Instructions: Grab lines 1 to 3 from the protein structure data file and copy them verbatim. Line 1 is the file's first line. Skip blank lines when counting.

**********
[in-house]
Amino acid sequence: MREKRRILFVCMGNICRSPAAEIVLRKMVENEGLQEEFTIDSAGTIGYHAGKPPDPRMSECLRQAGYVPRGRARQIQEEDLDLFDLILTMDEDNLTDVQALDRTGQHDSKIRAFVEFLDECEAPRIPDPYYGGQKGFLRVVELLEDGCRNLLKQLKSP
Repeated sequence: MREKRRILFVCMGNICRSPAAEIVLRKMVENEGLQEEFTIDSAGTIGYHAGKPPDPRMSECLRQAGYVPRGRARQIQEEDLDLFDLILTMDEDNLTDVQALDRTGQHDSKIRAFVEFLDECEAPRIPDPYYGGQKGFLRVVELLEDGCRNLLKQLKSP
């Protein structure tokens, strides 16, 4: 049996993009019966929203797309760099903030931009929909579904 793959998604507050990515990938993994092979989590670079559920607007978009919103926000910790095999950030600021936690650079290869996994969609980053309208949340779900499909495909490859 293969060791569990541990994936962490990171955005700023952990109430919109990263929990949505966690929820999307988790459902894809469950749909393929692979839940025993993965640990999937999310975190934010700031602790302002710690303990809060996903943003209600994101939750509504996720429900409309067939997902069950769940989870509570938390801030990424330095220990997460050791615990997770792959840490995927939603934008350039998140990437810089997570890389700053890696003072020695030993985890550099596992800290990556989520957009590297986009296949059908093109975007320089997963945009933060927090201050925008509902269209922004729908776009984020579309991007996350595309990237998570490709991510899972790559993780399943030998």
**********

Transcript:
[in-house]
Amino acid sequence: MREKRRILFVCMGNICRSPAAEIVLRKMVENEGLQEEFTIDSAGTIGYHAGKPPDPRMSECLRQAGYVPRGRARQIQEEDLDLFDLILTMDEDNLTDVQALDRTGQHDSKIRAFVEFLDECEAPRIPDPYYGGQKGFLRVVELLEDGCRNLLKQLKSP
Repeated sequence: MREKRRILFVCMGNICRSPAAEIVLRKMVENEGLQEEFTIDSAGTIGYHAGKPPDPRMSECLRQAGYVPRGRARQIQEEDLDLFDLILTMDEDNLTDVQALDRTGQHDSKIRAFVEFLDECEAPRIPDPYYGGQKGFLRVVELLEDGCRNLLKQLKSP